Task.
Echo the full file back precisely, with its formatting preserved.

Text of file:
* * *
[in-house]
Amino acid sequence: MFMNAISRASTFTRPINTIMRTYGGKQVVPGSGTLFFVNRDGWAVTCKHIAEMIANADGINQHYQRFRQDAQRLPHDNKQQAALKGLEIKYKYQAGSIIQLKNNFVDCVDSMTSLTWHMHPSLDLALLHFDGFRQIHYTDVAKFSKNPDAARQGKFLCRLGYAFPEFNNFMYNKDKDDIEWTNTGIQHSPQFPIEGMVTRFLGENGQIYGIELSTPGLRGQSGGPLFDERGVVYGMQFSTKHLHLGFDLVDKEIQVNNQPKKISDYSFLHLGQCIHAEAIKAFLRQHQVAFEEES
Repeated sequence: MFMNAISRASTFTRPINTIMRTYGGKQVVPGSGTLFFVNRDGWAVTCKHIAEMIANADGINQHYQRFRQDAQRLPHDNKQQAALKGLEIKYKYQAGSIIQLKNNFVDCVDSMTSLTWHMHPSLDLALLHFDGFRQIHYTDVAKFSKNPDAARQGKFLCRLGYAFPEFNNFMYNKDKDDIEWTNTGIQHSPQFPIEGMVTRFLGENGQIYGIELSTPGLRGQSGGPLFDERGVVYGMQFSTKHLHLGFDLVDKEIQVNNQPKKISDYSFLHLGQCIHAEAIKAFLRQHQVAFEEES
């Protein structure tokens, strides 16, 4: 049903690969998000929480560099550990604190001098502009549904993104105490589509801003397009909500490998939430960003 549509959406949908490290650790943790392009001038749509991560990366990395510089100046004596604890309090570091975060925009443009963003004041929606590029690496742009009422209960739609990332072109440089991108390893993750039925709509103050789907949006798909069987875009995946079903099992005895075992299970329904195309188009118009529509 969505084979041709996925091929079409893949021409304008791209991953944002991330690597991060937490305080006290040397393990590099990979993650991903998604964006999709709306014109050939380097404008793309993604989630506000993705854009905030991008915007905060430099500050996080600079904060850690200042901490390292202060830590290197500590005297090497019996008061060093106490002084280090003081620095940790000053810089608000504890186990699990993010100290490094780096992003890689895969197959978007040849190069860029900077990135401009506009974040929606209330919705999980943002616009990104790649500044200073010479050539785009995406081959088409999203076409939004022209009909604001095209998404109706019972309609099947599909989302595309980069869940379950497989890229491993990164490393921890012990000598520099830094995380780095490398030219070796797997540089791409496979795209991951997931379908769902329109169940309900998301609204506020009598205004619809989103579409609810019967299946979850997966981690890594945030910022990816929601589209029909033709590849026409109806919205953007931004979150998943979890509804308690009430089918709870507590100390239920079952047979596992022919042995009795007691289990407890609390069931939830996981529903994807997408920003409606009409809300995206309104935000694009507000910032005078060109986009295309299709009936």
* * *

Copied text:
[in-house]
Amino acid sequence: MFMNAISRASTFTRPINTIMRTYGGKQVVPGSGTLFFVNRDGWAVTCKHIAEMIANADGINQHYQRFRQDAQRLPHDNKQQAALKGLEIKYKYQAGSIIQLKNNFVDCVDSMTSLTWHMHPSLDLALLHFDGFRQIHYTDVAKFSKNPDAARQGKFLCRLGYAFPEFNNFMYNKDKDDIEWTNTGIQHSPQFPIEGMVTRFLGENGQIYGIELSTPGLRGQSGGPLFDERGVVYGMQFSTKHLHLGFDLVDKEIQVNNQPKKISDYSFLHLGQCIHAEAIKAFLRQHQVAFEEES
Repeated sequence: MFMNAISRASTFTRPINTIMRTYGGKQVVPGSGTLFFVNRDGWAVTCKHIAEMIANADGINQHYQRFRQDAQRLPHDNKQQAALKGLEIKYKYQAGSIIQLKNNFVDCVDSMTSLTWHMHPSLDLALLHFDGFRQIHYTDVAKFSKNPDAARQGKFLCRLGYAFPEFNNFMYNKDKDDIEWTNTGIQHSPQFPIEGMVTRFLGENGQIYGIELSTPGLRGQSGGPLFDERGVVYGMQFSTKHLHLGFDLVDKEIQVNNQPKKISDYSFLHLGQCIHAEAIKAFLRQHQVAFEEES
């Protein structure tokens, strides 16, 4: 049903690969998000929480560099550990604190001098502009549904993104105490589509801003397009909500490998939430960003 549509959406949908490290650790943790392009001038749509991560990366990395510089100046004596604890309090570091975060925009443009963003004041929606590029690496742009009422209960739609990332072109440089991108390893993750039925709509103050789907949006798909069987875009995946079903099992005895075992299970329904195309188009118009529509 969505084979041709996925091929079409893949021409304008791209991953944002991330690597991060937490305080006290040397393990590099990979993650991903998604964006999709709306014109050939380097404008793309993604989630506000993705854009905030991008915007905060430099500050996080600079904060850690200042901490390292202060830590290197500590005297090497019996008061060093106490002084280090003081620095940790000053810089608000504890186990699990993010100290490094780096992003890689895969197959978007040849190069860029900077990135401009506009974040929606209330919705999980943002616009990104790649500044200073010479050539785009995406081959088409999203076409939004022209009909604001095209998404109706019972309609099947599909989302595309980069869940379950497989890229491993990164490393921890012990000598520099830094995380780095490398030219070796797997540089791409496979795209991951997931379908769902329109169940309900998301609204506020009598205004619809989103579409609810019967299946979850997966981690890594945030910022990816929601589209029909033709590849026409109806919205953007931004979150998943979890509804308690009430089918709870507590100390239920079952047979596992022919042995009795007691289990407890609390069931939830996981529903994807997408920003409606009409809300995206309104935000694009507000910032005078060109986009295309299709009936």